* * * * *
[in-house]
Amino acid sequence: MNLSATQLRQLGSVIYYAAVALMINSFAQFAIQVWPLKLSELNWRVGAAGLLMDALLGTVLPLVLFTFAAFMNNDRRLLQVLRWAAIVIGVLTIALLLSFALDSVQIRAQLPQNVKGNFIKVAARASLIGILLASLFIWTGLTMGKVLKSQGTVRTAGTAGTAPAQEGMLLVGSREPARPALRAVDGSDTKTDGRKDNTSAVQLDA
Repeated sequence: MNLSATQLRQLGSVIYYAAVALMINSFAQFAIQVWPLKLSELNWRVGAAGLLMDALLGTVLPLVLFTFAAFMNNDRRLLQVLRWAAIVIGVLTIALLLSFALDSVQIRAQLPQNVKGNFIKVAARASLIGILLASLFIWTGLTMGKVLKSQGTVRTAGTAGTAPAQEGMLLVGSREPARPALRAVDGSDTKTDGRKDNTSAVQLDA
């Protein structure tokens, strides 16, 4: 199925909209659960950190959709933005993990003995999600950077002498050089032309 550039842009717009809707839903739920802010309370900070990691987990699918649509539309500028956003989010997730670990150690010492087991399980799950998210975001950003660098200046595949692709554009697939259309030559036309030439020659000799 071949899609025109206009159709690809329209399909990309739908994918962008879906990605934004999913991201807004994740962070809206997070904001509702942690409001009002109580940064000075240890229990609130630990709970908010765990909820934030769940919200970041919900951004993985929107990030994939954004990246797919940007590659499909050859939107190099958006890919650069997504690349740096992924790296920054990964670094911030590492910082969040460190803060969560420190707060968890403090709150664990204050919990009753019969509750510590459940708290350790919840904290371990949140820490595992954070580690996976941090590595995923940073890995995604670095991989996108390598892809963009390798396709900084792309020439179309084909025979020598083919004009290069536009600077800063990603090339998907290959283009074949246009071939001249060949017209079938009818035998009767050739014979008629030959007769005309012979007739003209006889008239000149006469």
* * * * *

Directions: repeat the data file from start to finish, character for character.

[in-house]
Amino acid sequence: MNLSATQLRQLGSVIYYAAVALMINSFAQFAIQVWPLKLSELNWRVGAAGLLMDALLGTVLPLVLFTFAAFMNNDRRLLQVLRWAAIVIGVLTIALLLSFALDSVQIRAQLPQNVKGNFIKVAARASLIGILLASLFIWTGLTMGKVLKSQGTVRTAGTAGTAPAQEGMLLVGSREPARPALRAVDGSDTKTDGRKDNTSAVQLDA
Repeated sequence: MNLSATQLRQLGSVIYYAAVALMINSFAQFAIQVWPLKLSELNWRVGAAGLLMDALLGTVLPLVLFTFAAFMNNDRRLLQVLRWAAIVIGVLTIALLLSFALDSVQIRAQLPQNVKGNFIKVAARASLIGILLASLFIWTGLTMGKVLKSQGTVRTAGTAGTAPAQEGMLLVGSREPARPALRAVDGSDTKTDGRKDNTSAVQLDA
């Protein structure tokens, strides 16, 4: 199925909209659960950190959709933005993990003995999600950077002498050089032309 550039842009717009809707839903739920802010309370900070990691987990699918649509539309500028956003989010997730670990150690010492087991399980799950998210975001950003660098200046595949692709554009697939259309030559036309030439020659000799 071949899609025109206009159709690809329209399909990309739908994918962008879906990605934004999913991201807004994740962070809206997070904001509702942690409001009002109580940064000075240890229990609130630990709970908010765990909820934030769940919200970041919900951004993985929107990030994939954004990246797919940007590659499909050859939107190099958006890919650069997504690349740096992924790296920054990964670094911030590492910082969040460190803060969560420190707060968890403090709150664990204050919990009753019969509750510590459940708290350790919840904290371990949140820490595992954070580690996976941090590595995923940073890995995604670095991989996108390598892809963009390798396709900084792309020439179309084909025979020598083919004009290069536009600077800063990603090339998907290959283009074949246009071939001249060949017209079938009818035998009767050739014979008629030959007769005309012979007739003209006889008239000149006469």